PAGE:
• According to embodiments, the distance z may be for instance be retrieved by calculation using relationships with known parameter and/or parameters that the thermography arrangement is enabled to retrieve, for instance the relationship of Eq. 2 presented above. According to alternative embodiments, the distance z may be retrieved by use of a distance sensor integrated in or coupled to the thermography arrangement. In one example the distance is retrieved by use of double visible light sensors, detection of a laser spot in an IR image, the position of the focus lens or by use of a distance sensor integrated in or coupled to the thermography arrangement in per se known manners.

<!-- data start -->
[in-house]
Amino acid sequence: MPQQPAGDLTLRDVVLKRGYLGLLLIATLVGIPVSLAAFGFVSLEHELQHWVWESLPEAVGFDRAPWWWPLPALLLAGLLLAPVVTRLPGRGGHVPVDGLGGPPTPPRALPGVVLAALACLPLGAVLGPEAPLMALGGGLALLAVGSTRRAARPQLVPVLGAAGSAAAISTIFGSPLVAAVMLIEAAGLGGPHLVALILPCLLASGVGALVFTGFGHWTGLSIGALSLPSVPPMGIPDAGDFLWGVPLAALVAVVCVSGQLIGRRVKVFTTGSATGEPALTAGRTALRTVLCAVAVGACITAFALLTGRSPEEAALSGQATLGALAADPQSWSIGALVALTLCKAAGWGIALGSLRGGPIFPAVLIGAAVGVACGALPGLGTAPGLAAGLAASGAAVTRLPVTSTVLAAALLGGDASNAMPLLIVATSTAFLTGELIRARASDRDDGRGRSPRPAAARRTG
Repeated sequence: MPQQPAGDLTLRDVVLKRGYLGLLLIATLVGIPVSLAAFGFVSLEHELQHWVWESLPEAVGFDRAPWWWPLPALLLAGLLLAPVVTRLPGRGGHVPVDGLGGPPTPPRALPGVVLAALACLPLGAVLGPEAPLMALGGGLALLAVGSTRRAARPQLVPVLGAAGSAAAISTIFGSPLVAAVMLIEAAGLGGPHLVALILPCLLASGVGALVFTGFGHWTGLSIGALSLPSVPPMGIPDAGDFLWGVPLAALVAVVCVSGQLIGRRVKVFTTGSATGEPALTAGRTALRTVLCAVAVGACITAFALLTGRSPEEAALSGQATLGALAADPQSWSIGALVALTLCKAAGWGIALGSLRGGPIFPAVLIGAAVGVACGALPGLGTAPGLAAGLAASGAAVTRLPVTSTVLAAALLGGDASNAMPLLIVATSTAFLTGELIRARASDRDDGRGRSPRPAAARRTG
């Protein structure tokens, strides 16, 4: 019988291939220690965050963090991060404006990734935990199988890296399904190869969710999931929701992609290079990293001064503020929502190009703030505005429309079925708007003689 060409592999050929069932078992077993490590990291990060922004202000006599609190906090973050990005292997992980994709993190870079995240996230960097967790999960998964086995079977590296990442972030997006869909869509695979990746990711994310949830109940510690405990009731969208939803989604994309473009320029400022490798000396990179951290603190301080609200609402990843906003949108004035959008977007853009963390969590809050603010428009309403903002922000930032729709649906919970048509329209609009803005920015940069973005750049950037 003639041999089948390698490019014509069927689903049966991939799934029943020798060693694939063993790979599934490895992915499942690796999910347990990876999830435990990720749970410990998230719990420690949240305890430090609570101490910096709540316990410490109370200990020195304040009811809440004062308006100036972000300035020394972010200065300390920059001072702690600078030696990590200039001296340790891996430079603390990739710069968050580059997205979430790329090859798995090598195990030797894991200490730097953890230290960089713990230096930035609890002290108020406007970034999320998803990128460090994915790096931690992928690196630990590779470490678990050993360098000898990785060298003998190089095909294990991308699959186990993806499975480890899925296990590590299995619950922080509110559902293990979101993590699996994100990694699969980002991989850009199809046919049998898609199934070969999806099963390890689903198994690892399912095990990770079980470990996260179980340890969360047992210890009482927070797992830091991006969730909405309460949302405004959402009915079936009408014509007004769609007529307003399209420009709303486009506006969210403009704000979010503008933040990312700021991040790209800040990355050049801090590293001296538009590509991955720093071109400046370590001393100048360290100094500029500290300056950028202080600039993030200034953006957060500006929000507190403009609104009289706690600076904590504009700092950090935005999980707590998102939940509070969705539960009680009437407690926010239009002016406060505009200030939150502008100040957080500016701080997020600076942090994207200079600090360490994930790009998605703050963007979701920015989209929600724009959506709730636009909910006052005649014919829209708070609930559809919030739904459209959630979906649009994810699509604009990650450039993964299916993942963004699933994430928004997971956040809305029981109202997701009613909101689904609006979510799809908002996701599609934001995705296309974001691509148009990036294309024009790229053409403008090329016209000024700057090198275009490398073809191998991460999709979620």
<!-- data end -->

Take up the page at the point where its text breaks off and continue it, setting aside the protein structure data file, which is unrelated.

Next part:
• According to an embodiment, the retrieved distance z is used as input to Step 830.
  • Step 830: Calculate the pixel displacement dpix IR between a visual image projected by the visible light projecting system 22, according to a first field of view, and an IR image, as a visible representation of infrared (IR) radiation emitted from said observed real world scene detected according to a first field of view, captured by the IR imaging system 18.
  • According to embodiments, the relationship between the pixel displacement dpix IR and the pixel displacement d pix vis , between a visual image projected by the visible light projecting system 22 and a visible light image captured by the visible light imaging system 14, as a function of the distance to the observed object, objects or scene, is known from production or calibration. One way of describing the relationship is: d pix IR = f d pix vis z
    Figure imgb0003